Psychology in Writing: Pathological Defense Mechanisms – Writing Process

Writing Process

E.J. Martin, Paranoia Stroll, 2003

E.J. Martin, Paranoia Stroll, 2003 (Photo credit: Wikipedia)

In our writing we’re not usually going to see our protagonists using pathological defense mechanisms unless the focus of our writing is on the madness (an excellent example of this would be the protagonist in Fight Club who split off his unacceptable behaviors into Tyler).  An exception would be mild levels of denial, distortion, or an inferiority complex that the protagonist would need to overcome, but the protagonist use of these defenses wouldn’t rise to the level of being a pathological defense.  Generally, in our writing the use of pathological defenses is going to be used to set up our antagonists.

The paranoia that comes with delusional projection can be seen in antagonists who surround themselves with a close group of friends, or guards, due to the fear of being found out or that that because of their diabolic ways everyone is usually out to get them.  While many people may not like them, only one person/group is usually out to get them in the form of our protagonists, ergo it is not a true fear of persecution (which wouldn’t be a defense, it would be the reality of the situation).  This close gathering of likeminded individuals can also help our antagonists strengthen and protect their defense mechanisms of denial and distortion.  The antagonist will surround her/his self with people who confirm her/his perception of reality, and if a person does not confirm it s/he is at best dismissed and at worst executed for trying to ground the antagonist in the reality of the situation.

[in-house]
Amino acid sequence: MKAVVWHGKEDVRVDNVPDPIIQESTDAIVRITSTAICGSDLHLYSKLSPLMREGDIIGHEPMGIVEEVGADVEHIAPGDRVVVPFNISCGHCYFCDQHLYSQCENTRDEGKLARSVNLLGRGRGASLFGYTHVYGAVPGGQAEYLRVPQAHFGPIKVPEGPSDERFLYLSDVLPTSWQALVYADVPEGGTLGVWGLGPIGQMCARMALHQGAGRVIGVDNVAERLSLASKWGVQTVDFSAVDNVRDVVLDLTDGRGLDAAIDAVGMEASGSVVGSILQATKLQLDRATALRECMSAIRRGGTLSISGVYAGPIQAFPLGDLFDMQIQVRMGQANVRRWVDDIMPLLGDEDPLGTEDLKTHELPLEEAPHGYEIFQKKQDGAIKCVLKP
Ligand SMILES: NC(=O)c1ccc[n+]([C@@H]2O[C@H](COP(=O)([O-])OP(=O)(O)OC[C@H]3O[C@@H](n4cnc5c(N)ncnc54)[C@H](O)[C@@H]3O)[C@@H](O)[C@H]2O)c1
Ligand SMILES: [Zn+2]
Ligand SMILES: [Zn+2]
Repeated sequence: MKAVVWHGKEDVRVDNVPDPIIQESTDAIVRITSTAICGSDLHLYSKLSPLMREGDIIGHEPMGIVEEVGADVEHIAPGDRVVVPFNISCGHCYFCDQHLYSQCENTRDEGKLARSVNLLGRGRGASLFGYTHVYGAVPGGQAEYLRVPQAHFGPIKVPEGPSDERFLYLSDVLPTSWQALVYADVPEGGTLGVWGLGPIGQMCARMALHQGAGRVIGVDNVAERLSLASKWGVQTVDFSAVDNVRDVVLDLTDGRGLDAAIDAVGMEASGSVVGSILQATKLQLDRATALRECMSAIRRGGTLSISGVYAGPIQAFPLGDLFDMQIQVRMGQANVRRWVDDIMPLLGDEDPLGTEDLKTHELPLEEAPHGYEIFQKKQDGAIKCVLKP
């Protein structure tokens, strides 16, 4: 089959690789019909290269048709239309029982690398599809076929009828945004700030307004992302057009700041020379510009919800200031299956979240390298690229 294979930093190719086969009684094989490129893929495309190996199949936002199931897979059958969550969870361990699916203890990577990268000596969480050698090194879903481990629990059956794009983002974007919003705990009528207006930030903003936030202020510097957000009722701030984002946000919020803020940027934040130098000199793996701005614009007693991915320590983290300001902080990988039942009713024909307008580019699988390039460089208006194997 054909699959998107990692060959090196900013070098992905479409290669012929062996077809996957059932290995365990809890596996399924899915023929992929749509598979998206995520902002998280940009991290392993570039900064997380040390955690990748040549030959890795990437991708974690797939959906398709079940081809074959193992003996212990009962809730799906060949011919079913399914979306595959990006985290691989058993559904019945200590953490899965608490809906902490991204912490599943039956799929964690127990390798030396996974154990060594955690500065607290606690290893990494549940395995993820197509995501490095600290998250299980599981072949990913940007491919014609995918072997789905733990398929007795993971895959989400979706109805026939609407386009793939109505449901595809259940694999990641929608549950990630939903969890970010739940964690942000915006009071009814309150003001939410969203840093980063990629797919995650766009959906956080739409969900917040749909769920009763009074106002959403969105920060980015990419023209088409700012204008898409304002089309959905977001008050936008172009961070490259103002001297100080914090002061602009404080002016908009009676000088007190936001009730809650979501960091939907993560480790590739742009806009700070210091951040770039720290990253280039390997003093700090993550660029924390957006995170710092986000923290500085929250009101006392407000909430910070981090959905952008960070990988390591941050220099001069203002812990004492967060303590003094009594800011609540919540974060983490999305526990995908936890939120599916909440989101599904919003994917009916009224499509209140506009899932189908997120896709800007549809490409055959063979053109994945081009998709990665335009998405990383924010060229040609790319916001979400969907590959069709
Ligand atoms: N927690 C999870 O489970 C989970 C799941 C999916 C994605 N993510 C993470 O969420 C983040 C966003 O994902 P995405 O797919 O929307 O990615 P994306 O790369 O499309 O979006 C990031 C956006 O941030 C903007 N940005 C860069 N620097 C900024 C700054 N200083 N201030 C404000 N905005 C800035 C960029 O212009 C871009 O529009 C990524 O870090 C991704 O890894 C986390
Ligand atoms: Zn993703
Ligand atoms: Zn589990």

Extreme projection, the rejection of an internal aspect of self and putting of it onto others, and a superiority complex can also frequently go hand in hand for our antagonists.  A corrupt leader may oppress their people for things that s/he cannot accept within herself, such as imposing a harsh religious organization on society because of the leader’s own desire for corrupt/impure things.  The recognition of this desire within the antagonist’s self, fuels her/his sense of inadequacy and personal failure, s/he may compensate for by developing a superiority complex.  The leader may present her/his self as above reproach and completely pure, which is why s/he should lead, for rejecting the rest of societies impurity (and for the time that s/he does not indulge it gives credence in her/his own mind that s/he is superior).

If tested by reality, as pathological defense mechanisms ultimately are, they cannot maintain their façade between the antagonists and the world.  Those who would use pathological defense mechanisms often suffer two defeats, not only do they lose their power/position/possessions, but they also lose their defenses and have to confront the raw reality that they ignored for so long.  If our antagonists are truly using pathological defense mechanisms, we can set them up to be tragic characters giving our reader something else to emotionally hang onto in our writing and make our writing more close match reality, in that there are rarely ever clean endings.


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